News of China’s rising imports brought record highs for the Dow and the S&P 500.
After the Dow Jones Industrial Average (NYSEARCA:DIA) reached an intraday high on Tuesday, the S&P 500 (NYSEARCA:SPY) joined in on Wednesday. New record highs for the Dow and S&P 500 were reached during intraday trading, with the Dow hitting 14,826.66 and the S&P tagging 1,589.07.
Both indices set new record closing highs, as well. The S&P 500 surged 1.22 percent to close at 1587.73 and the Dow advanced 0.88 to finish at 14,802.24. The bulls continued to run as more than 70 percent of the 22 companies that have reported first-quarter earnings so far have beaten analysts’ expectations.
In other major markets, oil (NYSEARCA:USO) managed to pull out of the red after a tough morning, rising 0.56 percent to close at $33.83.
Transports were in warp drive on Wednesday, with the Dow Jones Transportation Index (NYSEARCA:IYT) jumping 1.84 percent.
European stock markets had an outrageously bullish day, with the laggard of the group, the FTSE 100 Index, rising by a relatively humble 1.17 percent. Japan’s Nikkei 225 Stock Average charged ahead by 0.75 percent as the yen resumed weakening. The Shanghai Composite Index crept upward by only 0.02 percent to 2,226 (NYSEARCA:FXI), although Hong Kong’s Hang Seng Index made a more aggressive, 0.75 percent advance to 22,034 (NYSEARCA:EWH)…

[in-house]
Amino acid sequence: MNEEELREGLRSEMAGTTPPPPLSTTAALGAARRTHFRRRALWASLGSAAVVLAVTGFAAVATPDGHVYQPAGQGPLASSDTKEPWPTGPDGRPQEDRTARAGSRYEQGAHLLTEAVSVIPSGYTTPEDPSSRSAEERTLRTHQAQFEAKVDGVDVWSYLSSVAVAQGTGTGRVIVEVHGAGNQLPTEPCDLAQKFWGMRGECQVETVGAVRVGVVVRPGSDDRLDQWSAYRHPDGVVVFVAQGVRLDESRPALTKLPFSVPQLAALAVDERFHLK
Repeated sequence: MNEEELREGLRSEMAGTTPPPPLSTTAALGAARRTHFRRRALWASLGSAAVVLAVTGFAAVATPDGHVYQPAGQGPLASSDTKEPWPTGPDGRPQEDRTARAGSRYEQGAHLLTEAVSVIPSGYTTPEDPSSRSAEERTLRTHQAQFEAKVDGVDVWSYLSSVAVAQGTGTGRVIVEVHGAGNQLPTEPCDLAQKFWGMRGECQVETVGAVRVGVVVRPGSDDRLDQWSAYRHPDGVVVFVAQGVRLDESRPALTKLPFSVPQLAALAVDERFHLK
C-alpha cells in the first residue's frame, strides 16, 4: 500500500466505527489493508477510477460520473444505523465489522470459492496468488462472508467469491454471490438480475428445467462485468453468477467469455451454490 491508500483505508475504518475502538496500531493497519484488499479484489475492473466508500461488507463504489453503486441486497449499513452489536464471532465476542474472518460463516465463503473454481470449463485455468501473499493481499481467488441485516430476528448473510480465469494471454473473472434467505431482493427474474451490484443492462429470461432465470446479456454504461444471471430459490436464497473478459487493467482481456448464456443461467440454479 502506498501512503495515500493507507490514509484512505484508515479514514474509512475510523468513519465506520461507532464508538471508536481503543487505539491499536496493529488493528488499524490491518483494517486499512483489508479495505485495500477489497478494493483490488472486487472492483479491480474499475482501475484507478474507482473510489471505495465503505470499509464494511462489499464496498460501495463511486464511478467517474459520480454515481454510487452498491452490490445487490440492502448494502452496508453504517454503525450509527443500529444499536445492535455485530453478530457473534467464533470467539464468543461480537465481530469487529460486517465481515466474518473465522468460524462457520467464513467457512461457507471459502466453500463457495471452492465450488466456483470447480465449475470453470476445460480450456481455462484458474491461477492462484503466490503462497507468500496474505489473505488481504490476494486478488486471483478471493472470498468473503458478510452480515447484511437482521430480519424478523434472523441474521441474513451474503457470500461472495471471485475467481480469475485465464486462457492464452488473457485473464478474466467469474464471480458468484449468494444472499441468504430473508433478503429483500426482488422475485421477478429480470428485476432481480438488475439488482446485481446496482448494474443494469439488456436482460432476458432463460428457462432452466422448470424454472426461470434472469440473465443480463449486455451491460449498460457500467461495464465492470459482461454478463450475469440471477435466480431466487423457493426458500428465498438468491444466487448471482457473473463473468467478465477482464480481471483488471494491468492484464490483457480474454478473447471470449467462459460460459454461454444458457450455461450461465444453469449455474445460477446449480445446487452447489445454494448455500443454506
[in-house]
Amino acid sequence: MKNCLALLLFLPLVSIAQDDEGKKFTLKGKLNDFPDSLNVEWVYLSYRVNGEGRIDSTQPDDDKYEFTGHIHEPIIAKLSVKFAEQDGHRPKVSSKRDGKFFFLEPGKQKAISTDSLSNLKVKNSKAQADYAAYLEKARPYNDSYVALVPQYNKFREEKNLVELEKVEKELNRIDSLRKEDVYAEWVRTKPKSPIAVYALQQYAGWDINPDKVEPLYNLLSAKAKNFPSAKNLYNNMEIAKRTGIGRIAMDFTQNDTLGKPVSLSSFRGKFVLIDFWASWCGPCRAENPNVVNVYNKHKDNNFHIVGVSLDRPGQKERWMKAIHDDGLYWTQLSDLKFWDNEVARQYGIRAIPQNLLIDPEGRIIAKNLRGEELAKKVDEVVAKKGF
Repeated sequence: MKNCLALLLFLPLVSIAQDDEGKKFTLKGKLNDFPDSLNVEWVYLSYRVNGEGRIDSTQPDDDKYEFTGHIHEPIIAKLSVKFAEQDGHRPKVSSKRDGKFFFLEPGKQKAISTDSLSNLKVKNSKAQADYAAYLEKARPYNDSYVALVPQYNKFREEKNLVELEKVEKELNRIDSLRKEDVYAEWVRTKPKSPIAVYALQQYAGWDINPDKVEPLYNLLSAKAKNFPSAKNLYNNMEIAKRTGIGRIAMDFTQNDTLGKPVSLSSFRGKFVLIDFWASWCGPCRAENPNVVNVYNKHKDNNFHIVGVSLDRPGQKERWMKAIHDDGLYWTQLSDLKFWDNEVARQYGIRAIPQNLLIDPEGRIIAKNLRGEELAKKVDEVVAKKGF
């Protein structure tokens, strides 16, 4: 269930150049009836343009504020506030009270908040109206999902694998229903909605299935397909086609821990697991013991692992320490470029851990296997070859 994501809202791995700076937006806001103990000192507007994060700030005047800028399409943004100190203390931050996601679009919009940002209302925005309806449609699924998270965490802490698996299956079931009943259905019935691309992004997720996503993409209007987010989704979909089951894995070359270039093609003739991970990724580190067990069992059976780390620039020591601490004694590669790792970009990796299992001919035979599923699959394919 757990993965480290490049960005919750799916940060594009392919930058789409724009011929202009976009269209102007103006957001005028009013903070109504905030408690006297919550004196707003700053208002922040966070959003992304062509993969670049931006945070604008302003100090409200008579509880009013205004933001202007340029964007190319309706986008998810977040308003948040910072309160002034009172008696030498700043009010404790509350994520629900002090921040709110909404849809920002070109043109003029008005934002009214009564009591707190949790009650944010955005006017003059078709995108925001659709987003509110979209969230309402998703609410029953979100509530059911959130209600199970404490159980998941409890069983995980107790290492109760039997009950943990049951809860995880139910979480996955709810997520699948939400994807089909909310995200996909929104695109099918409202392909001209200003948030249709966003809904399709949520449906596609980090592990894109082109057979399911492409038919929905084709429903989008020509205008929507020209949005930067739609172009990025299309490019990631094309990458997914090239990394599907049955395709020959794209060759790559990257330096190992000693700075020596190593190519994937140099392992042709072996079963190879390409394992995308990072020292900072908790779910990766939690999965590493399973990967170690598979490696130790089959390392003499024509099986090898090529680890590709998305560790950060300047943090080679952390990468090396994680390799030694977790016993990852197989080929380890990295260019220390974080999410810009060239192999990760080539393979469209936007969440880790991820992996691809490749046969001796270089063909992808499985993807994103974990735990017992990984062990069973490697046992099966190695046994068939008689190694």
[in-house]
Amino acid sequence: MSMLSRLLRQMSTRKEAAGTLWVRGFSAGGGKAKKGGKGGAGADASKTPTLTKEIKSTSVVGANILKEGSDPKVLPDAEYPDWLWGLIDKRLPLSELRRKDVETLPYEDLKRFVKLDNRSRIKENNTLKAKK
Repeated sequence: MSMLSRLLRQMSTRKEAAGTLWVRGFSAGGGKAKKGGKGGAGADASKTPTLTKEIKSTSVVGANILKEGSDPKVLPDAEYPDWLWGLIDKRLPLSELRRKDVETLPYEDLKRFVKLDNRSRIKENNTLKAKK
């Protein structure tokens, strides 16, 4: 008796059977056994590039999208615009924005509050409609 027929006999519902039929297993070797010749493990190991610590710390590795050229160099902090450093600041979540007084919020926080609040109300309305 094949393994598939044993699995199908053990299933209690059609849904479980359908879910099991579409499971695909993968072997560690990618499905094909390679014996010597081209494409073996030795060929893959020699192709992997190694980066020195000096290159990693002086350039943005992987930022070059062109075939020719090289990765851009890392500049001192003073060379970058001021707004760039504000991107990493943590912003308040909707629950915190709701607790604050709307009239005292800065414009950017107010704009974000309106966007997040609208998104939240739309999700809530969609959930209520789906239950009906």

A report from nation’s customs bureau boosted global markets with the news that China’s imports jumped by 14.1 percent during March, although exports rose by only 10 percent, falling short of economists’ expectations for an 11.7 percent increase.
Technical indicators point to an overbought market as the S&P 500’s Relative Strength Index has reached 65.62 and is quickly approaching the “overbought” threshold of 70. Its MACD is about to cross above the signal line, which could suggest a possible advance.
For the day, all sectors finished solidly in positive territory, with energy and materials making the least-impressive gains at 0.56 percent and 0.69 percent, respectively.
Consumer Discretionary (NYSEARCA:XLY): +1.17 percent
Technology (NYSEARCA:XLK): +1.76 percent
Industrials (NYSEARCA:XLI): +1.31 percent
Materials (NYSEARCA:XLB): +0.69 percent
Energy (NYSEARCA:XLE): +0.56 percent
Financials (NYSEARCA:XLF): +1.31 percent
Utilities (NYSEARCA:XLU): +0.81 percent
Health Care (NYSEARCA:XLV): +1.72 percent
Consumer Staples (NYSEARCA:XLP): +0.80 percent
Bottom line: The stock market rallied on Wednesday at China’s expense as the nation’s 14-percent surge in imports during only one month brought new record highs for the Dow and S&P 500.
John Nyaradi is the author of The ETF Investing Premium Newsletter.